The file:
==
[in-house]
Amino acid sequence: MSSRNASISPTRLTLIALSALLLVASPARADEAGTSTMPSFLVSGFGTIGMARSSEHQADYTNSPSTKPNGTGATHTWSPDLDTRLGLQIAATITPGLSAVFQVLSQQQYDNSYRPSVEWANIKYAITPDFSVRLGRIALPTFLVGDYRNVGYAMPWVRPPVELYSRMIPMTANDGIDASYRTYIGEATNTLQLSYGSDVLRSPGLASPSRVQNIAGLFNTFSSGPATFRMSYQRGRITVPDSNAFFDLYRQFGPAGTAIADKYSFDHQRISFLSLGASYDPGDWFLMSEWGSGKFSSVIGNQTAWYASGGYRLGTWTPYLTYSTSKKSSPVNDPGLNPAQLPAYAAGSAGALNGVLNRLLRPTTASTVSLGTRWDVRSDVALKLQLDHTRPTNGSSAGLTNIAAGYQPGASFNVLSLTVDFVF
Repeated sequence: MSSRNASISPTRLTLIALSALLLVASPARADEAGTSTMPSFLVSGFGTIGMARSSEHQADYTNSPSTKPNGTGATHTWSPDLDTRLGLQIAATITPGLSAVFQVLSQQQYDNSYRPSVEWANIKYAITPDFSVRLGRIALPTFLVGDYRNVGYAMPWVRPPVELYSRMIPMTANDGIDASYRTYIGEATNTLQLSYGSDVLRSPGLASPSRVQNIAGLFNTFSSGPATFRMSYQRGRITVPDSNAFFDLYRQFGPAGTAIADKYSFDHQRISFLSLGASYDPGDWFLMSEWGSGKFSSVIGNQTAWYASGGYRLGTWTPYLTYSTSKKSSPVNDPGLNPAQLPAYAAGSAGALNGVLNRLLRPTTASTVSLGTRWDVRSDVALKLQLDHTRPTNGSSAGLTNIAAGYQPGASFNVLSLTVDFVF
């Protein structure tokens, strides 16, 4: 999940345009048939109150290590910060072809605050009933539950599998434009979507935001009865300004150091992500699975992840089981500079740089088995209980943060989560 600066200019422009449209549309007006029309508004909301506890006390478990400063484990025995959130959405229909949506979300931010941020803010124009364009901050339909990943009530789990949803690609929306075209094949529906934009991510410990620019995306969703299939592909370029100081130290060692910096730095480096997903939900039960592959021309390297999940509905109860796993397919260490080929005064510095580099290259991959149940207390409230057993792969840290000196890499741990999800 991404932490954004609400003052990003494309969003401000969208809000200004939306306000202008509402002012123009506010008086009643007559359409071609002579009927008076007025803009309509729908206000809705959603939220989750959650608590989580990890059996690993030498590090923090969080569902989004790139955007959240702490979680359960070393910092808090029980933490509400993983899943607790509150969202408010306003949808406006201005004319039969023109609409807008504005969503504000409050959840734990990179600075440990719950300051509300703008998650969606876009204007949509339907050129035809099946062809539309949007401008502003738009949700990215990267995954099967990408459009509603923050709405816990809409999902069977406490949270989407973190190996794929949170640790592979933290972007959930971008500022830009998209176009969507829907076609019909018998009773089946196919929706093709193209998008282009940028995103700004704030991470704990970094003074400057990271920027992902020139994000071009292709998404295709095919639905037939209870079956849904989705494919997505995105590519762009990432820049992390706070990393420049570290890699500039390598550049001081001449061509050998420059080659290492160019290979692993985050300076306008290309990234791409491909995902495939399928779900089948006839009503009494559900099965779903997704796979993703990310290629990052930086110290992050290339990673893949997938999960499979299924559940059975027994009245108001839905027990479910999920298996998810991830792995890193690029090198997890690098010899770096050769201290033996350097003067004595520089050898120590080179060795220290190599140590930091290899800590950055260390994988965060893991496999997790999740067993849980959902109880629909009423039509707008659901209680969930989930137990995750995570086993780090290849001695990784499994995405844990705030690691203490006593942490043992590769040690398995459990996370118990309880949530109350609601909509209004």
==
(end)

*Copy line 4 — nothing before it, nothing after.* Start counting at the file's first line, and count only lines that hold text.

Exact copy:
């Protein structure tokens, strides 16, 4: 999940345009048939109150290590910060072809605050009933539950599998434009979507935001009865300004150091992500699975992840089981500079740089088995209980943060989560 600066200019422009449209549309007006029309508004909301506890006390478990400063484990025995959130959405229909949506979300931010941020803010124009364009901050339909990943009530789990949803690609929306075209094949529906934009991510410990620019995306969703299939592909370029100081130290060692910096730095480096997903939900039960592959021309390297999940509905109860796993397919260490080929005064510095580099290259991959149940207390409230057993792969840290000196890499741990999800 991404932490954004609400003052990003494309969003401000969208809000200004939306306000202008509402002012123009506010008086009643007559359409071609002579009927008076007025803009309509729908206000809705959603939220989750959650608590989580990890059996690993030498590090923090969080569902989004790139955007959240702490979680359960070393910092808090029980933490509400993983899943607790509150969202408010306003949808406006201005004319039969023109609409807008504005969503504000409050959840734990990179600075440990719950300051509300703008998650969606876009204007949509339907050129035809099946062809539309949007401008502003738009949700990215990267995954099967990408459009509603923050709405816990809409999902069977406490949270989407973190190996794929949170640790592979933290972007959930971008500022830009998209176009969507829907076609019909018998009773089946196919929706093709193209998008282009940028995103700004704030991470704990970094003074400057990271920027992902020139994000071009292709998404295709095919639905037939209870079956849904989705494919997505995105590519762009990432820049992390706070990393420049570290890699500039390598550049001081001449061509050998420059080659290492160019290979692993985050300076306008290309990234791409491909995902495939399928779900089948006839009503009494559900099965779903997704796979993703990310290629990052930086110290992050290339990673893949997938999960499979299924559940059975027994009245108001839905027990479910999920298996998810991830792995890193690029090198997890690098010899770096050769201290033996350097003067004595520089050898120590080179060795220290190599140590930091290899800590950055260390994988965060893991496999997790999740067993849980959902109880629909009423039509707008659901209680969930989930137990995750995570086993780090290849001695990784499994995405844990705030690691203490006593942490043992590769040690398995459990996370118990309880949530109350609601909509209004």